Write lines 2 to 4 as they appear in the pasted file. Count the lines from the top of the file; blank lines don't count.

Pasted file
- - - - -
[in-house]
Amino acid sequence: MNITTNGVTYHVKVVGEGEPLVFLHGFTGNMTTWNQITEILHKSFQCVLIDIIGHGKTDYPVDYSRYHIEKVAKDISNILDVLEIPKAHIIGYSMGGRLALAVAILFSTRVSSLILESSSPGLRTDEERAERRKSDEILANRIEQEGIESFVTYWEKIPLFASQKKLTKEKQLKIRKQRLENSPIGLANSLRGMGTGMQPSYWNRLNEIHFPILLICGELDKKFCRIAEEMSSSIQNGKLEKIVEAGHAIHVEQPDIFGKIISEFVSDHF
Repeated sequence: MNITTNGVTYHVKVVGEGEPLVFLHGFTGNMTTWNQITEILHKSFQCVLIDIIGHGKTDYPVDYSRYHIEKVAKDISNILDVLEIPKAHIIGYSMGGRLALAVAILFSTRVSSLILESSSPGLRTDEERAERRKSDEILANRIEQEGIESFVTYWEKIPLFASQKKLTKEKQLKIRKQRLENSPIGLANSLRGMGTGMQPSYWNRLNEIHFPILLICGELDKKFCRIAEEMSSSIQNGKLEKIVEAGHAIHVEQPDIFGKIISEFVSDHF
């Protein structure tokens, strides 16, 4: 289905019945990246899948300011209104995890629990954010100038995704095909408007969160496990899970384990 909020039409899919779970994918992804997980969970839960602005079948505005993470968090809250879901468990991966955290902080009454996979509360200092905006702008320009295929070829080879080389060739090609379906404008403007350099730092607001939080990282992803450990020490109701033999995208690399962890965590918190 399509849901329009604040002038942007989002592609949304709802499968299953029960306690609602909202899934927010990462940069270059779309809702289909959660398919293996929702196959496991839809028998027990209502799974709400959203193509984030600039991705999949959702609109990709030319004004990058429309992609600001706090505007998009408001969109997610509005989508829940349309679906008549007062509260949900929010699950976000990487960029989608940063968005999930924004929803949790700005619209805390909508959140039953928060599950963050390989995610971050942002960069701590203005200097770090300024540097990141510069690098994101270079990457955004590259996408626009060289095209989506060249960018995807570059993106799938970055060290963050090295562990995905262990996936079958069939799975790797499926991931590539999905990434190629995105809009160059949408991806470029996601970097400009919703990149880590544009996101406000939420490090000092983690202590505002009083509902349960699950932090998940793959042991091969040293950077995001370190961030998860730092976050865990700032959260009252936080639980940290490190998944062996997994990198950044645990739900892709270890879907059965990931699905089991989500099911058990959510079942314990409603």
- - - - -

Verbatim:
Amino acid sequence: MNITTNGVTYHVKVVGEGEPLVFLHGFTGNMTTWNQITEILHKSFQCVLIDIIGHGKTDYPVDYSRYHIEKVAKDISNILDVLEIPKAHIIGYSMGGRLALAVAILFSTRVSSLILESSSPGLRTDEERAERRKSDEILANRIEQEGIESFVTYWEKIPLFASQKKLTKEKQLKIRKQRLENSPIGLANSLRGMGTGMQPSYWNRLNEIHFPILLICGELDKKFCRIAEEMSSSIQNGKLEKIVEAGHAIHVEQPDIFGKIISEFVSDHF
Repeated sequence: MNITTNGVTYHVKVVGEGEPLVFLHGFTGNMTTWNQITEILHKSFQCVLIDIIGHGKTDYPVDYSRYHIEKVAKDISNILDVLEIPKAHIIGYSMGGRLALAVAILFSTRVSSLILESSSPGLRTDEERAERRKSDEILANRIEQEGIESFVTYWEKIPLFASQKKLTKEKQLKIRKQRLENSPIGLANSLRGMGTGMQPSYWNRLNEIHFPILLICGELDKKFCRIAEEMSSSIQNGKLEKIVEAGHAIHVEQPDIFGKIISEFVSDHF
């Protein structure tokens, strides 16, 4: 289905019945990246899948300011209104995890629990954010100038995704095909408007969160496990899970384990 909020039409899919779970994918992804997980969970839960602005079948505005993470968090809250879901468990991966955290902080009454996979509360200092905006702008320009295929070829080879080389060739090609379906404008403007350099730092607001939080990282992803450990020490109701033999995208690399962890965590918190 399509849901329009604040002038942007989002592609949304709802499968299953029960306690609602909202899934927010990462940069270059779309809702289909959660398919293996929702196959496991839809028998027990209502799974709400959203193509984030600039991705999949959702609109990709030319004004990058429309992609600001706090505007998009408001969109997610509005989508829940349309679906008549007062509260949900929010699950976000990487960029989608940063968005999930924004929803949790700005619209805390909508959140039953928060599950963050390989995610971050942002960069701590203005200097770090300024540097990141510069690098994101270079990457955004590259996408626009060289095209989506060249960018995807570059993106799938970055060290963050090295562990995905262990996936079958069939799975790797499926991931590539999905990434190629995105809009160059949408991806470029996601970097400009919703990149880590544009996101406000939420490090000092983690202590505002009083509902349960699950932090998940793959042991091969040293950077995001370190961030998860730092976050865990700032959260009252936080639980940290490190998944062996997994990198950044645990739900892709270890879907059965990931699905089991989500099911058990959510079942314990409603």